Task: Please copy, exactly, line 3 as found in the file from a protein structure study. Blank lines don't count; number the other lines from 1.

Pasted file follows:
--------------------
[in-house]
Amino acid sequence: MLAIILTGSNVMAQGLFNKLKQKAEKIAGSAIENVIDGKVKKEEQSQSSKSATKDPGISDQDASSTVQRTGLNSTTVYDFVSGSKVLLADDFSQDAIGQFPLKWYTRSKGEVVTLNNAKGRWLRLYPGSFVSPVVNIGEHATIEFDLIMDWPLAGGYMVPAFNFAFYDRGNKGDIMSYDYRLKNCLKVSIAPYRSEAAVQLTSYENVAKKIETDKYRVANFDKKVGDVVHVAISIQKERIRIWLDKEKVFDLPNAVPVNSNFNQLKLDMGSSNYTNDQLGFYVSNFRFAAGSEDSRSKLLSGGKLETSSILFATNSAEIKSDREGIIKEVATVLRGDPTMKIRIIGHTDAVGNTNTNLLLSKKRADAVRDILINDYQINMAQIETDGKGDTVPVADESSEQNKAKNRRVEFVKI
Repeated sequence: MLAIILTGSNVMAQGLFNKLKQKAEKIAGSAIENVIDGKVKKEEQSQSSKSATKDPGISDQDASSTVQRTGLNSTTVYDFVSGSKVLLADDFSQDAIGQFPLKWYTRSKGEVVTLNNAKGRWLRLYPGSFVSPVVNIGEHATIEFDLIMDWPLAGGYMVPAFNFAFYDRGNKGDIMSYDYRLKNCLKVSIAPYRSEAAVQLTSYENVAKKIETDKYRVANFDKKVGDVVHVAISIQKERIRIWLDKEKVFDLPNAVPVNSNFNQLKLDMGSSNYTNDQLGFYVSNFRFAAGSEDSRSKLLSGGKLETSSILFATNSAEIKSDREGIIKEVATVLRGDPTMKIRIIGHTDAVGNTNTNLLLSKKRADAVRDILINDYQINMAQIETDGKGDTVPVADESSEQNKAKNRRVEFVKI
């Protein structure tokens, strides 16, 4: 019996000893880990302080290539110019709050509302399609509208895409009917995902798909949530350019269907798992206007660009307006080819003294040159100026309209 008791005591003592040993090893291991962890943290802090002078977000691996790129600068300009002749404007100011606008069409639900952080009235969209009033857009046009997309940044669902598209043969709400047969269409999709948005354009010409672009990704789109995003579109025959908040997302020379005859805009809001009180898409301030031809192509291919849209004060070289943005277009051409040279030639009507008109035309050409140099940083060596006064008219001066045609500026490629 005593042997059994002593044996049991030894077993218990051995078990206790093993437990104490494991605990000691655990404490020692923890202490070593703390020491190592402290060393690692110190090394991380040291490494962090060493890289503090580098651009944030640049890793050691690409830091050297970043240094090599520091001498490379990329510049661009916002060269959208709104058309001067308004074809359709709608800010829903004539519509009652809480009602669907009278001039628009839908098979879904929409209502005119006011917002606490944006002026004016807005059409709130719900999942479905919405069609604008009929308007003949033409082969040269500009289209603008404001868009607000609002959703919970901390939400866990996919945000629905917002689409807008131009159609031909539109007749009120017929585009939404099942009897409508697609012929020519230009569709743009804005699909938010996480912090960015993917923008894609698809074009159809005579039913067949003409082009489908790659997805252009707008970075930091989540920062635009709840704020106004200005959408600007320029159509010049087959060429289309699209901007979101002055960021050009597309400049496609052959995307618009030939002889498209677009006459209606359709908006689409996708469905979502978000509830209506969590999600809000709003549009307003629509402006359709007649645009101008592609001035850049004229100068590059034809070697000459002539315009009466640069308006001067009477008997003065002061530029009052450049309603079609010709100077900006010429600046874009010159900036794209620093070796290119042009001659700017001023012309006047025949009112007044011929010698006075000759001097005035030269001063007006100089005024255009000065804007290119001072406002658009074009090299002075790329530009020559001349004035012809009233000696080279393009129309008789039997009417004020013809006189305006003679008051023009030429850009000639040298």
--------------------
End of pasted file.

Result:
Repeated sequence: MLAIILTGSNVMAQGLFNKLKQKAEKIAGSAIENVIDGKVKKEEQSQSSKSATKDPGISDQDASSTVQRTGLNSTTVYDFVSGSKVLLADDFSQDAIGQFPLKWYTRSKGEVVTLNNAKGRWLRLYPGSFVSPVVNIGEHATIEFDLIMDWPLAGGYMVPAFNFAFYDRGNKGDIMSYDYRLKNCLKVSIAPYRSEAAVQLTSYENVAKKIETDKYRVANFDKKVGDVVHVAISIQKERIRIWLDKEKVFDLPNAVPVNSNFNQLKLDMGSSNYTNDQLGFYVSNFRFAAGSEDSRSKLLSGGKLETSSILFATNSAEIKSDREGIIKEVATVLRGDPTMKIRIIGHTDAVGNTNTNLLLSKKRADAVRDILINDYQINMAQIETDGKGDTVPVADESSEQNKAKNRRVEFVKI